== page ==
TelePaint

Clayton Smith
Ian McGaunn
December 3, 2014

Overview

Description: TelePaint seeks to create an elegant solution for the lack of computer drawing tools that enable simultaneous collaboration. Real-time collaborative editors like Google Documents have existed for years in web browsers. Clojure has gotten a lot of attention for web development, but there haven't been very many art applications made with Clojure both on the server-side and the client-side. TelePaint uses Clojure at every level, and hopes to impress any artists who don't understand computers.

Screenshot

This is one of the earliest working versions of telepaint. This screenshot shows the canvases communicating with each other, making it so all users can draw on a shared canvas.

Concepts Demonstrated

  • Careful Handling of State Wherever possible, state modification is avoided. Of course, this is a network application and there will naturally be some state involved. When it is absolutely necessary to maintain state, it is done carefully.
  • First Class Functions Almost everywhere, first class functions are quite prolific.
  • Lazy Sequences Clojure's map function is lazy.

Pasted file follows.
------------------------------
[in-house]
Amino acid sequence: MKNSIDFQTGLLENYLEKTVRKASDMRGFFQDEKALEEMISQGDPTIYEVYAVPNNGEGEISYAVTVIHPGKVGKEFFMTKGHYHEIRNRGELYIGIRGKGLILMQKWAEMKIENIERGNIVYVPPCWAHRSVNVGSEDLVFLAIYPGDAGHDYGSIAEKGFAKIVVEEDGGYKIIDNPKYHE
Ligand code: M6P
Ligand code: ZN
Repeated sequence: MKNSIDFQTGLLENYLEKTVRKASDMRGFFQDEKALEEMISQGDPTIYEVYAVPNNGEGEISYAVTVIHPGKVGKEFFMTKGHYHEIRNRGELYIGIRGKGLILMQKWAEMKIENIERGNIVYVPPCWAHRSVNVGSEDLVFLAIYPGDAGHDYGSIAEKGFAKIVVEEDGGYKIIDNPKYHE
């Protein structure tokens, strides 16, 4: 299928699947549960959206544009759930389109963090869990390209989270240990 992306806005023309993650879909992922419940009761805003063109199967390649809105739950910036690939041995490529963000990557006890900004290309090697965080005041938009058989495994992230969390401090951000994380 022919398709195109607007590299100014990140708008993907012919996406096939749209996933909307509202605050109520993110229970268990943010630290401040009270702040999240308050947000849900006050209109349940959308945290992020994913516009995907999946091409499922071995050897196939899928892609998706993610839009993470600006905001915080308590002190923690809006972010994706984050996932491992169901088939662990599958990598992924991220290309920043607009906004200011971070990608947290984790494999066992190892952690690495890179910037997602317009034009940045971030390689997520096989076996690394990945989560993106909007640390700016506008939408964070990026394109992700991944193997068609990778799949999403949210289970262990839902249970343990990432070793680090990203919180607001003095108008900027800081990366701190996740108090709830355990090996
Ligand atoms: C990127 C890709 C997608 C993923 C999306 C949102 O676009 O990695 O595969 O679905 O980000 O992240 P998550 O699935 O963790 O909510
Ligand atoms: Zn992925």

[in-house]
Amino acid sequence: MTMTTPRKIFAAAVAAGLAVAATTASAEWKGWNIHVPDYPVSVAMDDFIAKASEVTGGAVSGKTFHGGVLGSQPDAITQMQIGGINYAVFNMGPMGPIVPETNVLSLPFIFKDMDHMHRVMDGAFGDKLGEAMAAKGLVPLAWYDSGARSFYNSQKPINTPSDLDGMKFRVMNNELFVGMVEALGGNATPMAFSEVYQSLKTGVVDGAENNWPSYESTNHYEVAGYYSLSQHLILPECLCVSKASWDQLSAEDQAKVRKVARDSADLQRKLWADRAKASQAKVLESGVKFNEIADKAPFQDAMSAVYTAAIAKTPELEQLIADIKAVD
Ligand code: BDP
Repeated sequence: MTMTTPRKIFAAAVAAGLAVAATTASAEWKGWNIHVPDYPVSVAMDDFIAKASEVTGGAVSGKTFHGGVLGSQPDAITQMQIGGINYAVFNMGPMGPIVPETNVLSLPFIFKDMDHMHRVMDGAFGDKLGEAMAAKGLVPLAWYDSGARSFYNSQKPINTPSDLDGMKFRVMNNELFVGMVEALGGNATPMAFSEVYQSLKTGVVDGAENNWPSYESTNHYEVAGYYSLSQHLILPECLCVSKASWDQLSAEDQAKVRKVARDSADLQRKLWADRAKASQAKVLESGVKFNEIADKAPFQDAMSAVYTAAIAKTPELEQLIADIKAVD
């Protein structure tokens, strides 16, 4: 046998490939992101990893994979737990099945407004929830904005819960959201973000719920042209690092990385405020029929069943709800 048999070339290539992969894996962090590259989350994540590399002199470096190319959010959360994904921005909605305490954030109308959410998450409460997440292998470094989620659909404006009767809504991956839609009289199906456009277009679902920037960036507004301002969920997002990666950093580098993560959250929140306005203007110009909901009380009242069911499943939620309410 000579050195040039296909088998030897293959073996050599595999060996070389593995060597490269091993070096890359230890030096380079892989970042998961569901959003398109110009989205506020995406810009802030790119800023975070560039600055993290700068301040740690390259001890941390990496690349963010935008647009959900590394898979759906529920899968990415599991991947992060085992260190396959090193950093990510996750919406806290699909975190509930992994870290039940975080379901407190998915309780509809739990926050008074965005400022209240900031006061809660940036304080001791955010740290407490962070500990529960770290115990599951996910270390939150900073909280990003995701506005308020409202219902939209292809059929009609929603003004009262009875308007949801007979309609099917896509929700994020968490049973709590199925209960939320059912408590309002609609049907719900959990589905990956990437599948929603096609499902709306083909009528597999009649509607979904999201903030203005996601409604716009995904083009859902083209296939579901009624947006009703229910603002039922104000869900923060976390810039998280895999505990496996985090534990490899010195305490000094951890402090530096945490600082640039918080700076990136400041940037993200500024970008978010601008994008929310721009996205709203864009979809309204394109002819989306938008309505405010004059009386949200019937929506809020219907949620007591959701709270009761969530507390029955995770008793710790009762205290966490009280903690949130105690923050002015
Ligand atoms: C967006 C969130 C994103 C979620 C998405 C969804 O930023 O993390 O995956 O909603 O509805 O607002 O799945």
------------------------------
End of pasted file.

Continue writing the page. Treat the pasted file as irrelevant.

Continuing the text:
• Hashtables Clojure maps (the data structure, not the higher order function) are implemented as hashtables
  • Lists Server represents information about each client connection as a list.

And more!

External Technology

Telepaint is a Clojure application and it makes use of a number of tools and libraries from the Clojure ecosystem. Telepaint uses WebSockets, a relatively new specification for full-duplex communications over a TCP channel.

Libraries

  • leiningen -- for builds and dependency management
  • httpkit -- high performance http/websocket server
  • compojure -- a very nice routing library
  • cheshire -- server-side JSON parsing and serialization
  • clojurescript -- compile clojure into javascript for use in web applications
  • transit-cljs -- (transit implementation for clojurescript)

Favorite Lines of Code

Clayton Smith: I greatly enjoy this line of code. It paints on the canvas in a really cool way!
 (defn draw-line-on-canvas [canvas color x-pos y-pos]
     (let [context (.getContext canvas "2d")]
       (aset context "fillStyle" color)
       (. context beginPath)
       (. context moveTo x-pos y-pos)
       (.arc context x-pos y-pos 3 0 6.28 false)
       (. context fill)))

Ian McGaunn: binding a bunch of DOM events in an interesting way. It maps over a list of hashmaps which each have two keys, the first key called :event containing the name of the event to be handled and the second key called :fn containing a procedure that should be called when that event fires. The map has the result of assigning the field of @websocket* identified by the value associated with :event the procedure associated with :fn for every item in that list.

  (doall
    (map #(aset @websocket* (:event %) (:fn %))
              [{:event "onopen"
                :fn socket-onopen}
               {:event "onclose"
                :fn socket-onclose}
               {:event "onmessage"
                :fn socket-onmessage}]))

Technology Used Block Diagram

Additional Remarks

Code: